Grey house
The Grey House is the biggest of the houses around the Main Square in Krakow, built at the turn of the 13th and 14th centuries, and inscribed on the Register of Historical Monuments in Krakow in 1936.
This huge, four-storey building is crowned with an intricately ornamented attic and reinforced at the corner with a buttress. It has stunning Gothic vaulting and Renaissance ceilings. Its splendid, monumental western façade, rhythmically segmented into six by pilasters the full height of the three upper storeys, dates from the 18th century, and the imposing Baroque portal was inserted by the Castelli family. The ceiling of one of the ground-floor rooms is decorated with polychromy by the Young Poland artist Jozef Mehoffer.
Over the centuries some of the most illustrious visitors to the house have included the first elected king of Poland, Henri de Valois (in 1574), and the country’s last king, Stanislaw August Poniatowski (in 1787). The building also served as the headquarters of the insurrectionist leader Tadeusz Kosciuszko (in 1794, prior to the Battle of Racławice) and of a later insurrectionist authority, the Provisional Government of the Krakow Uprising (in 1846).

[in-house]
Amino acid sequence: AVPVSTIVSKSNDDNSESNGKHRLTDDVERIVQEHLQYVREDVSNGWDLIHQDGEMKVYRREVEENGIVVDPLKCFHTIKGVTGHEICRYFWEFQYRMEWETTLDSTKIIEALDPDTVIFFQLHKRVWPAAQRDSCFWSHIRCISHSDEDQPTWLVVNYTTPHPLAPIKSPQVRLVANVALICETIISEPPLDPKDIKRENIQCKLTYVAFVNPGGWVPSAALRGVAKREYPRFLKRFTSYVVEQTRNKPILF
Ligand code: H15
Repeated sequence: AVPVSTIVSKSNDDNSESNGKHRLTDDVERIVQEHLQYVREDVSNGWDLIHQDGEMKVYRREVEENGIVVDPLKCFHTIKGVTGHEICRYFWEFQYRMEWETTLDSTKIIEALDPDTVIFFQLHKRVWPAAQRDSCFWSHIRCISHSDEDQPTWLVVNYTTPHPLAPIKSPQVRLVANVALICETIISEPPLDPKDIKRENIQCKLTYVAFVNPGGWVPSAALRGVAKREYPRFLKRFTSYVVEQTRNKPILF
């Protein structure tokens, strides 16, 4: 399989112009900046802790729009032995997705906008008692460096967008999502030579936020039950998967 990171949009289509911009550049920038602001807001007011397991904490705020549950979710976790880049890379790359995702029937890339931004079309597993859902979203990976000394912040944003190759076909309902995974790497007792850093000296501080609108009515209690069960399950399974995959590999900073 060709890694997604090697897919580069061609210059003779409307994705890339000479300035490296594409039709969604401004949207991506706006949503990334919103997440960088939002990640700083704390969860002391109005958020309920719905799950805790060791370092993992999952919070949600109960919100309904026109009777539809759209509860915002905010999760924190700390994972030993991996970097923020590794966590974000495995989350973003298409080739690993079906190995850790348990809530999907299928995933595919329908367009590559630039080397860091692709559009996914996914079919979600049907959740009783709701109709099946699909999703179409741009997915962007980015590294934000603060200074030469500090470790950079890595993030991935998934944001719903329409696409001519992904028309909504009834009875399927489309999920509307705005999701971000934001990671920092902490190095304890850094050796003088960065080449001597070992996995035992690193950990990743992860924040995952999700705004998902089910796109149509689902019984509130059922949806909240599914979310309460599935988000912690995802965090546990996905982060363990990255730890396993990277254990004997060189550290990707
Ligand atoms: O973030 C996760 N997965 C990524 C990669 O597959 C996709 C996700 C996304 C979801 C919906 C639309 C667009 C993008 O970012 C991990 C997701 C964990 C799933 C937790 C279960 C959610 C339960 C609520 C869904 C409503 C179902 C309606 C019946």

Since 1993 the building has been the property of the Grey House Szara Kamienica Foundation. In recent years the Foundation has completely renovated the house throughout, using state-of-the-art construction technologies.  
Today the palace functions as a mixed-use commercial and residential complex with office space for large and medium-sized companies, as well as apartments for the most discerning of individual clients.

The ground floor is occupied by the Szara restaurant, which fronts onto the Main Square, and by luxury boutiques accessed from Sienna Street.